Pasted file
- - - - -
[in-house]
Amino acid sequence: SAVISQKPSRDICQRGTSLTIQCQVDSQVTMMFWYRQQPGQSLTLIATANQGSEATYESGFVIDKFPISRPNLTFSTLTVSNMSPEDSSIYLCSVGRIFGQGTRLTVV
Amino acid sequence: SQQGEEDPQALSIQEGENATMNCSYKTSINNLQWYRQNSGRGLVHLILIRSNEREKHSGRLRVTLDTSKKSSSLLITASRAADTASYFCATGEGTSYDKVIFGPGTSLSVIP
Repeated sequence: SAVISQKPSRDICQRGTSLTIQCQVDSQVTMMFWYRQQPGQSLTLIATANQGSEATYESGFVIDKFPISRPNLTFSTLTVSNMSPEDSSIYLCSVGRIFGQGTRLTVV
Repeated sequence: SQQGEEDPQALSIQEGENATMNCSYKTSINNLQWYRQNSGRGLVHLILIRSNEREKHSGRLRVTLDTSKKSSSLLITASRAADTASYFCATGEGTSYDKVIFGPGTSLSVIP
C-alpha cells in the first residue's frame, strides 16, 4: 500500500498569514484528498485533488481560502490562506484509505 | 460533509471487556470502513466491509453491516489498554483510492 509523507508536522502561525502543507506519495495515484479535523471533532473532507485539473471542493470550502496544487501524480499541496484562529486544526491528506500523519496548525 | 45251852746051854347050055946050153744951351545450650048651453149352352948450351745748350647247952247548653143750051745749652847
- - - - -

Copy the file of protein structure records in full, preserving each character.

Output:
[in-house]
Amino acid sequence: SAVISQKPSRDICQRGTSLTIQCQVDSQVTMMFWYRQQPGQSLTLIATANQGSEATYESGFVIDKFPISRPNLTFSTLTVSNMSPEDSSIYLCSVGRIFGQGTRLTVV
Amino acid sequence: SQQGEEDPQALSIQEGENATMNCSYKTSINNLQWYRQNSGRGLVHLILIRSNEREKHSGRLRVTLDTSKKSSSLLITASRAADTASYFCATGEGTSYDKVIFGPGTSLSVIP
Repeated sequence: SAVISQKPSRDICQRGTSLTIQCQVDSQVTMMFWYRQQPGQSLTLIATANQGSEATYESGFVIDKFPISRPNLTFSTLTVSNMSPEDSSIYLCSVGRIFGQGTRLTVV
Repeated sequence: SQQGEEDPQALSIQEGENATMNCSYKTSINNLQWYRQNSGRGLVHLILIRSNEREKHSGRLRVTLDTSKKSSSLLITASRAADTASYFCATGEGTSYDKVIFGPGTSLSVIP
C-alpha cells in the first residue's frame, strides 16, 4: 500500500498569514484528498485533488481560502490562506484509505 | 460533509471487556470502513466491509453491516489498554483510492 509523507508536522502561525502543507506519495495515484479535523471533532473532507485539473471542493470550502496544487501524480499541496484562529486544526491528506500523519496548525 | 45251852746051854347050055946050153744951351545450650048651453149352352948450351745748350647247952247548653143750051745749652847